A recent example of the power of memes is an analysis of the 2016 U.S presidential election, particularly the fight between Donald Trump and Hillary Clinton. The presidential campaign saw both parties creating or re-appropriating various memes and using them in their campaigns. According to an article listed by the Guardian in the U.S, memes are “These shareable, sometimes pithy and often puerile units of culture that have emerged as the lingua franca of the 2016 election, and have given the American people an entirely new way of articulating their beliefs…potentially ‘ruining democracy”. Although political memes have always existed, as have memes generally, the major difference between past political memes and the digital image and video memes we see today is that there is a difference in the regularity of the meme and the way in which it is created and shared as stated by Ross and Rivers (2017, p. 2) Whereas before the internet, memes would have been limited to carefully scripted and manicured public relations and marking campaigns, today’s meme is created and distributed from the bottom up. The great unwashed masses of the internet message boards and forums gather together to create, modify and share memes, often with a political or social goal in mind. This operation of creating, sharing and modifying politically charged memes can be called ‘meme warfare’. These terms have arisen from the fact that during the 2016 U.S presidential election, memes seemed to wield a great deal of power in shaping public perceptions and opinions
Although limited, my knowledge of pepe as an internet meme did not include anything related to white supremacy or racism so the controversy surprised me. My first experience with pepe was several years ago on the anonymous message board ‘4chan’. Although I do not contribute to memes or discussion on 4chan, elements of its subculture and various memes from 4chan spread to other areas of the online world. To me, pepe was simply a cartoon frog that was adapted by many online communities as a humorous meme. How did pepe transform from a seemingly harmless meme frog, to the mascot of an apparently racist and possibly even neo-nazi group of subscribers to the ‘alt-right’ political movement.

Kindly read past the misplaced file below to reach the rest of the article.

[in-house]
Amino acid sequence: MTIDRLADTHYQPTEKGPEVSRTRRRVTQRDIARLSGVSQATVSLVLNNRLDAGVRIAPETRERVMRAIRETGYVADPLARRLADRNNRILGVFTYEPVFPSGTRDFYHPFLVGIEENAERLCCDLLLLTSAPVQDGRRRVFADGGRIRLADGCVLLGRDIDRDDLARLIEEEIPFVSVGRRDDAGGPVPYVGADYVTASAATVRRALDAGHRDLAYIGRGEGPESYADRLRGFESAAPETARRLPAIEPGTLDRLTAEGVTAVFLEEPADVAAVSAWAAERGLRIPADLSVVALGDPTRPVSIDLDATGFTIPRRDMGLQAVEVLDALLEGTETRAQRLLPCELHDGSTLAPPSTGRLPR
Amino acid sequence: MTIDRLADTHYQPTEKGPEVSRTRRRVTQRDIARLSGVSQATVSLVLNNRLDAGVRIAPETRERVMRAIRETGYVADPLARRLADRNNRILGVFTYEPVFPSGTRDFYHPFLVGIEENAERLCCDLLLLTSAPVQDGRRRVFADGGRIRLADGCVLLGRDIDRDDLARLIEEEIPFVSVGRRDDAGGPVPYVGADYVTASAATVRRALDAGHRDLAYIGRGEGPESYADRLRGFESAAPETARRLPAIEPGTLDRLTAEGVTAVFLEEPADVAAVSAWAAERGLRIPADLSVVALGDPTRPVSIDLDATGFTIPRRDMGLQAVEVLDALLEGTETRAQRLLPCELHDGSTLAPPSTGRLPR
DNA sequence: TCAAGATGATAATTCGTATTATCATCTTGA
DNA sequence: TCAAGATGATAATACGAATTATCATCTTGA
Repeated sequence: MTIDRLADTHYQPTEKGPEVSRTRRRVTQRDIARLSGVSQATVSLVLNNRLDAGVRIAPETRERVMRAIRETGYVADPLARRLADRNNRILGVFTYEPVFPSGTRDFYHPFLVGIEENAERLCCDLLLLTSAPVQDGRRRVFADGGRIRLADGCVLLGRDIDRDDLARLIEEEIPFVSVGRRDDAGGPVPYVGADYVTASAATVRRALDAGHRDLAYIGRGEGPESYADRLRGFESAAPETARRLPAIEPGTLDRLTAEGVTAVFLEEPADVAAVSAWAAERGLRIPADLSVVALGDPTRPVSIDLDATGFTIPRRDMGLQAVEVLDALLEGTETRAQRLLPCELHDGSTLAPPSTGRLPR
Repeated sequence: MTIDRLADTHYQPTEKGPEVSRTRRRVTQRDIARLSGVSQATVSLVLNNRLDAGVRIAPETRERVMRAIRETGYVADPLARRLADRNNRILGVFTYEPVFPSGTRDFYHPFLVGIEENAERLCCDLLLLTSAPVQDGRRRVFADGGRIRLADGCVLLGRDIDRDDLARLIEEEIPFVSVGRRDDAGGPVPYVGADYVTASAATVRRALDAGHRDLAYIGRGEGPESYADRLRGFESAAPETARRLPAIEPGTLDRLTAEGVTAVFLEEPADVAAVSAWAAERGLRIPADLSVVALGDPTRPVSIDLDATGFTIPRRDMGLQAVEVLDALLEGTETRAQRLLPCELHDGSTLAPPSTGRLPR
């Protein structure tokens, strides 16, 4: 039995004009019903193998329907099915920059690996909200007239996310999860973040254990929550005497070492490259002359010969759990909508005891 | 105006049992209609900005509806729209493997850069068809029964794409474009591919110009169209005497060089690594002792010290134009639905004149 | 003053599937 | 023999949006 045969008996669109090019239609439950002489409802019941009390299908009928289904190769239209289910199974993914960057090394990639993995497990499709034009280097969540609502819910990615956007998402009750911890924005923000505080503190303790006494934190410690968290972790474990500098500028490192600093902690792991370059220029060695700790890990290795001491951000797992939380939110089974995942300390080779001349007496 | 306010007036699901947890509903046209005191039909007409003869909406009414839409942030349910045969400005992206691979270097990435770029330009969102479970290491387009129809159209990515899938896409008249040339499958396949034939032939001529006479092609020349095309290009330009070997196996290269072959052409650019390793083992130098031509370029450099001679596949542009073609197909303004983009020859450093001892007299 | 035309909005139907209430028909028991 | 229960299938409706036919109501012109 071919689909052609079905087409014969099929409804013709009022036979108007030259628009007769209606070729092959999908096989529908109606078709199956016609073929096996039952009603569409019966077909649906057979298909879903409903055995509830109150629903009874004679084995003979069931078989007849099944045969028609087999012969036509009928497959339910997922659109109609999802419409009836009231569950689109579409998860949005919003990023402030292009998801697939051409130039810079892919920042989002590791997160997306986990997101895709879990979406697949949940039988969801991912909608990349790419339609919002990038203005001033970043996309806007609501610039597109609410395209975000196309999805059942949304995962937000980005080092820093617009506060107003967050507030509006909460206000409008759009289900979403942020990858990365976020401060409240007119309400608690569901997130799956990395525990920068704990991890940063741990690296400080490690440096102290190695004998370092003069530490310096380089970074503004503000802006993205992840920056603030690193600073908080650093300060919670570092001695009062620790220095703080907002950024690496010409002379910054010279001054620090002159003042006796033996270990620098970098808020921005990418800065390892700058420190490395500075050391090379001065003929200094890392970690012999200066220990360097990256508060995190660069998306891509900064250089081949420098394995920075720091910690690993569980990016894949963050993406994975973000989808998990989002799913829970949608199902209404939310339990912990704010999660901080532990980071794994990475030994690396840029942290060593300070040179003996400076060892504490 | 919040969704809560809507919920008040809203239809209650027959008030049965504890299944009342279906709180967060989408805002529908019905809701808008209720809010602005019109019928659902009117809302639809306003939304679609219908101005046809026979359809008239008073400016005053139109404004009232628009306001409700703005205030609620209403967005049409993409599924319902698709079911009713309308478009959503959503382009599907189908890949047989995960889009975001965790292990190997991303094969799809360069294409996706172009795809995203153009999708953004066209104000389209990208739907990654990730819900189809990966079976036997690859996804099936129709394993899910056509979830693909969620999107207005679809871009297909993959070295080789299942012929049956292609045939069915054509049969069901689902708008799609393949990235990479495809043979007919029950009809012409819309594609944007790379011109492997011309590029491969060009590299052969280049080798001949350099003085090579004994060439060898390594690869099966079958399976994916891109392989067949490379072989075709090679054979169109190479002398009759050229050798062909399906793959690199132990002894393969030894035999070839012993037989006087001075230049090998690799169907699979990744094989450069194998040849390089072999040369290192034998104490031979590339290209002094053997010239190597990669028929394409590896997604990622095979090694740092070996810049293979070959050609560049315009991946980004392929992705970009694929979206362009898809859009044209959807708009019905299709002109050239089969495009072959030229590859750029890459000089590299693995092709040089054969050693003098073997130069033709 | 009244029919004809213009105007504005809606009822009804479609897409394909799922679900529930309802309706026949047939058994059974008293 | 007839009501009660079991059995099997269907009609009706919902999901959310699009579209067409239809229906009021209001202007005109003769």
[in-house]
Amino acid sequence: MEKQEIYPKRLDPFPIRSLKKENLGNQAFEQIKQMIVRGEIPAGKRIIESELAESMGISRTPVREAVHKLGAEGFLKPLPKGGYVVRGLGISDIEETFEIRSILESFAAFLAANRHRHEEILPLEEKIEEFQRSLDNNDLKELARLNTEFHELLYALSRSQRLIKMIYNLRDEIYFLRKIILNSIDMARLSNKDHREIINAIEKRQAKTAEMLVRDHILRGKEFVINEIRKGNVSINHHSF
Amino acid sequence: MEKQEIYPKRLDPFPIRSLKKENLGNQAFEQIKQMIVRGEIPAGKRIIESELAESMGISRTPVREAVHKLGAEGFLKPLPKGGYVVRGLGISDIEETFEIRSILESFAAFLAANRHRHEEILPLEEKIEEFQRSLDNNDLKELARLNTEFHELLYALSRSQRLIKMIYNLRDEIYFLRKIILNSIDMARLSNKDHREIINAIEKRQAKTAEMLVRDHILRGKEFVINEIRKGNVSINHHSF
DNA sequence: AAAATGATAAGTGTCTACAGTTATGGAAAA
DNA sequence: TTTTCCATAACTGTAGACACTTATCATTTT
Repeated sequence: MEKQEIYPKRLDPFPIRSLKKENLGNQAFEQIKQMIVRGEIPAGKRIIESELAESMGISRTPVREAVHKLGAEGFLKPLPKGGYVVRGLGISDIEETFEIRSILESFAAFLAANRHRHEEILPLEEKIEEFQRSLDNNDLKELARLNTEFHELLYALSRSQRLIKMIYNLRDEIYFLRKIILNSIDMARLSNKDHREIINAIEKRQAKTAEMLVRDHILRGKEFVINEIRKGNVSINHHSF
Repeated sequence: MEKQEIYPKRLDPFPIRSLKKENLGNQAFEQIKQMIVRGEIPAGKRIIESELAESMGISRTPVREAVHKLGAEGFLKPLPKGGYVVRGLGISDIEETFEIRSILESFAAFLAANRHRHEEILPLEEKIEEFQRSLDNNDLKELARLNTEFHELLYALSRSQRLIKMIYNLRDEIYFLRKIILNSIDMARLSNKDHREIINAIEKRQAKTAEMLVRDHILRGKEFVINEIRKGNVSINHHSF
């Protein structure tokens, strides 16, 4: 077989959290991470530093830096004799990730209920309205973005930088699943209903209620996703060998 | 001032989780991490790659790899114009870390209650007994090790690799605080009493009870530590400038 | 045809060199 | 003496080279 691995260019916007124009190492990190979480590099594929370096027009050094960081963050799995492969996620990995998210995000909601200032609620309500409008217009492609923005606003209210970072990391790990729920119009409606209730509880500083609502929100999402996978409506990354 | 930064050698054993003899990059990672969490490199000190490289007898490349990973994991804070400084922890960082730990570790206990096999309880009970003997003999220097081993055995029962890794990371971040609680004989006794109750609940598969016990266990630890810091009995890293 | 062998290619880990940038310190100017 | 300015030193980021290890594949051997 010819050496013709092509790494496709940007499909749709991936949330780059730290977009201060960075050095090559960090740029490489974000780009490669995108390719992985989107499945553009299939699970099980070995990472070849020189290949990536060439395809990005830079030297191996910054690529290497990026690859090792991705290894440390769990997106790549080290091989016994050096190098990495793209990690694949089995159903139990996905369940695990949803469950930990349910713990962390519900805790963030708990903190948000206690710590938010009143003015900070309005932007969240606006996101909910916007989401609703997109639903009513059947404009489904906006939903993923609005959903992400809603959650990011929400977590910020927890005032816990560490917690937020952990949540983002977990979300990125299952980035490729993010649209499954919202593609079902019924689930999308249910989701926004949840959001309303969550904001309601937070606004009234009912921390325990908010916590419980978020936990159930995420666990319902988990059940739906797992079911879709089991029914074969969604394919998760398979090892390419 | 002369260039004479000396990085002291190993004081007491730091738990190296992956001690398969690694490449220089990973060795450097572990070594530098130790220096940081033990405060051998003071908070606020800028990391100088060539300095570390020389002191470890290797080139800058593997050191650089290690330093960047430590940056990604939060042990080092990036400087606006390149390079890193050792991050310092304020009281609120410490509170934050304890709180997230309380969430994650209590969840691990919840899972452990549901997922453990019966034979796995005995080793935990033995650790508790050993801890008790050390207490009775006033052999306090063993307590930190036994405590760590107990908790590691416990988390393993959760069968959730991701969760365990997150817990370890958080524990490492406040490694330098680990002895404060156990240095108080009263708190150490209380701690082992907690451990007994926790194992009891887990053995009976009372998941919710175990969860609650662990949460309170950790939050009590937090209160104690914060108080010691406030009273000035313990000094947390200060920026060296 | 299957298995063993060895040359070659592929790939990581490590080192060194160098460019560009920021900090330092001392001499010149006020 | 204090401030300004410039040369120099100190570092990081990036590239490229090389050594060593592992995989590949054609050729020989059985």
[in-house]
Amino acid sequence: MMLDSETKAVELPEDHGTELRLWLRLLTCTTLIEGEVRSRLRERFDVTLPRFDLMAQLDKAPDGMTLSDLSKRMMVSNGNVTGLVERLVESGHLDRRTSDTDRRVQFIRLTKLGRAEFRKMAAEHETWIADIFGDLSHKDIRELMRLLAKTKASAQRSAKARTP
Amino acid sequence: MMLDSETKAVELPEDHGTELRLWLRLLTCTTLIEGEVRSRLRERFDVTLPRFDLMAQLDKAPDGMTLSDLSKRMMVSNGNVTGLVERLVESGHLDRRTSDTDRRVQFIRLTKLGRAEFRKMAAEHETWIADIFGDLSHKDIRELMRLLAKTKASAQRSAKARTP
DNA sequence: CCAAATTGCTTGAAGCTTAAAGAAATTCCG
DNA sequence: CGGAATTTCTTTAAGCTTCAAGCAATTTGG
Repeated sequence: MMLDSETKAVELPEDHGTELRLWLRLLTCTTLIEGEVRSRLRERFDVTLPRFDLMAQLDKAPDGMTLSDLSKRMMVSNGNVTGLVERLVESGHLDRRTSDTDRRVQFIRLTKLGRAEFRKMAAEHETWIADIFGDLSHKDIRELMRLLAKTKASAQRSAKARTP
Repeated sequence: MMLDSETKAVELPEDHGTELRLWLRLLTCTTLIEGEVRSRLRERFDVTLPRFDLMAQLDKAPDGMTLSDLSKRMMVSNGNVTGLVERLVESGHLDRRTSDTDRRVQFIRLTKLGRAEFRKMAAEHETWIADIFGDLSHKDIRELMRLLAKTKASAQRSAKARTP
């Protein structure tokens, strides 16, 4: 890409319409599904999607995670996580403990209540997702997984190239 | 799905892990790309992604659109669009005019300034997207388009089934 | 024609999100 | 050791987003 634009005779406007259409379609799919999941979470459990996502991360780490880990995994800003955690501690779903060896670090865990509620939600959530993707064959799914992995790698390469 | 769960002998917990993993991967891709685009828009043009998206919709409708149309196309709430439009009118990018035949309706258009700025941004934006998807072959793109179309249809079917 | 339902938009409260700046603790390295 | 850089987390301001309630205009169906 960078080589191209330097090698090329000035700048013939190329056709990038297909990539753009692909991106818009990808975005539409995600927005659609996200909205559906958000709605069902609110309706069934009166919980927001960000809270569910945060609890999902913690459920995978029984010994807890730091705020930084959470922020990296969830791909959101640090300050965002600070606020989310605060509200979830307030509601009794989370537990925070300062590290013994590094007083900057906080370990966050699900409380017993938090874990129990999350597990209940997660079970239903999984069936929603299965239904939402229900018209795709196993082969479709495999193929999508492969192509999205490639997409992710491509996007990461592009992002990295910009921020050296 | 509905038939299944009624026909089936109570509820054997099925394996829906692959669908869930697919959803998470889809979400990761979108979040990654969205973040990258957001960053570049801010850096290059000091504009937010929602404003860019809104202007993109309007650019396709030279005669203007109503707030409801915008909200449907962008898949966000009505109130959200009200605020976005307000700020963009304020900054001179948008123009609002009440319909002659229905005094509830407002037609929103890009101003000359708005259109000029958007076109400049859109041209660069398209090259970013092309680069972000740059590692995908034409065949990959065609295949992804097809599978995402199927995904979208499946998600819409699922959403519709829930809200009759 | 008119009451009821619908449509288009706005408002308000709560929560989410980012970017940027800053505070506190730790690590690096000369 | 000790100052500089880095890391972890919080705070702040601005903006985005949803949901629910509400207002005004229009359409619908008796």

On September 8, 2016, Hillary Clinton was interviewed on an Israeli news media program, where she said that Trump supporters are in “two big baskets,” one of which contains “deplorables” who are made up of “racists” and “haters.” The next day, Hillary Clinton spoke of the same topic while she was at a private fundraiser, where she said “you can put half of Trump supporters into what I call ‘the basket of deplorables’.” On September 10th, Twitter user ‘Donald Trump Jr.’ posted a photoshopped movie poster on Instagram of the 2010 action film ‘The Expendables’, which featured various conservative politicians and media figures, media figures and Pepe the Frog with the title ‘The Deplorables’
On September 12 of 2016 the Hillary Clinton website released an explainer article titled ‘Donald Trump, Pepe the frog, and white supremacists: an explainer’, with an equally terrifying subtitle ‘That cartoon frog is more sinister than you might realize’.
The article then follows on with a comprehensive description of the ‘cartoon frog’ that appears behind and to the right of Donald Trump’s digitally emplaced head. The focus centered on Pepe the frog, which had been previously accepted by trump when he tweeted an image of pepe drawing in his likeness;
‘Pepe’ as the green and somewhat crudely drawn frog is known, was described by the Hillary website staff as a mascot of white supremacists. The Clinton website explainer links to a news article that suggests pepe the frog has been entirely ‘co-opted’ by a group of white supremacists that adhere to an ‘alt-right’ theory of politics.
This view was expressed directly by Hillary Clinton during a speech addressed to the public on August 25th of 2016.